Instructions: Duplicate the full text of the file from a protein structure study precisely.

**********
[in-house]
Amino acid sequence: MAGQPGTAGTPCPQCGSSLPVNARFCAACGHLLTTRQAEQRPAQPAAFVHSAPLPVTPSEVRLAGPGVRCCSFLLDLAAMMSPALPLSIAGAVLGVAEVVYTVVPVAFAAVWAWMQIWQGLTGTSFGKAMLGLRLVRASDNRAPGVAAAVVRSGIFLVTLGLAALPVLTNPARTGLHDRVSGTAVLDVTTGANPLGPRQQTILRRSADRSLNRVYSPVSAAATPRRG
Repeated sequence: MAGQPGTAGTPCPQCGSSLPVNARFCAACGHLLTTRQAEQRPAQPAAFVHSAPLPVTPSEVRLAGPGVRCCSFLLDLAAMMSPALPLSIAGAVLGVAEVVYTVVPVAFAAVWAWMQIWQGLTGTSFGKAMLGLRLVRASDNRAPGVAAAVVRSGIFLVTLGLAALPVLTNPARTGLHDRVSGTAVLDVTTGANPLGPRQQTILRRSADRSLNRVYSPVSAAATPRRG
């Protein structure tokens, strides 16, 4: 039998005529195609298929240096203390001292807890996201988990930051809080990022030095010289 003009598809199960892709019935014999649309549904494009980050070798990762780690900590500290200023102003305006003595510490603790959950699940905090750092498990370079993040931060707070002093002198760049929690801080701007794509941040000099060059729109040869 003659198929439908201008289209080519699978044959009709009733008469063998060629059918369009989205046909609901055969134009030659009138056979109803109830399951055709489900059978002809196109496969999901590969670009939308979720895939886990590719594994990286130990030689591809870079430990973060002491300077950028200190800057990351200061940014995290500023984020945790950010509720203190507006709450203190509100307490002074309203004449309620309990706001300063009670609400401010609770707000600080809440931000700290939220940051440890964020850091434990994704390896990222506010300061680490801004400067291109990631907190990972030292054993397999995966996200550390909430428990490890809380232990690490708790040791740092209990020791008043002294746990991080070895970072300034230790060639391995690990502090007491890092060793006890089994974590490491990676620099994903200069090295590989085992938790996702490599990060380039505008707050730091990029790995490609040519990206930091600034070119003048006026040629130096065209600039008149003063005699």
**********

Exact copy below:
[in-house]
Amino acid sequence: MAGQPGTAGTPCPQCGSSLPVNARFCAACGHLLTTRQAEQRPAQPAAFVHSAPLPVTPSEVRLAGPGVRCCSFLLDLAAMMSPALPLSIAGAVLGVAEVVYTVVPVAFAAVWAWMQIWQGLTGTSFGKAMLGLRLVRASDNRAPGVAAAVVRSGIFLVTLGLAALPVLTNPARTGLHDRVSGTAVLDVTTGANPLGPRQQTILRRSADRSLNRVYSPVSAAATPRRG
Repeated sequence: MAGQPGTAGTPCPQCGSSLPVNARFCAACGHLLTTRQAEQRPAQPAAFVHSAPLPVTPSEVRLAGPGVRCCSFLLDLAAMMSPALPLSIAGAVLGVAEVVYTVVPVAFAAVWAWMQIWQGLTGTSFGKAMLGLRLVRASDNRAPGVAAAVVRSGIFLVTLGLAALPVLTNPARTGLHDRVSGTAVLDVTTGANPLGPRQQTILRRSADRSLNRVYSPVSAAATPRRG
């Protein structure tokens, strides 16, 4: 039998005529195609298929240096203390001292807890996201988990930051809080990022030095010289 003009598809199960892709019935014999649309549904494009980050070798990762780690900590500290200023102003305006003595510490603790959950699940905090750092498990370079993040931060707070002093002198760049929690801080701007794509941040000099060059729109040869 003659198929439908201008289209080519699978044959009709009733008469063998060629059918369009989205046909609901055969134009030659009138056979109803109830399951055709489900059978002809196109496969999901590969670009939308979720895939886990590719594994990286130990030689591809870079430990973060002491300077950028200190800057990351200061940014995290500023984020945790950010509720203190507006709450203190509100307490002074309203004449309620309990706001300063009670609400401010609770707000600080809440931000700290939220940051440890964020850091434990994704390896990222506010300061680490801004400067291109990631907190990972030292054993397999995966996200550390909430428990490890809380232990690490708790040791740092209990020791008043002294746990991080070895970072300034230790060639391995690990502090007491890092060793006890089994974590490491990676620099994903200069090295590989085992938790996702490599990060380039505008707050730091990029790995490609040519990206930091600034070119003048006026040629130096065209600039008149003063005699």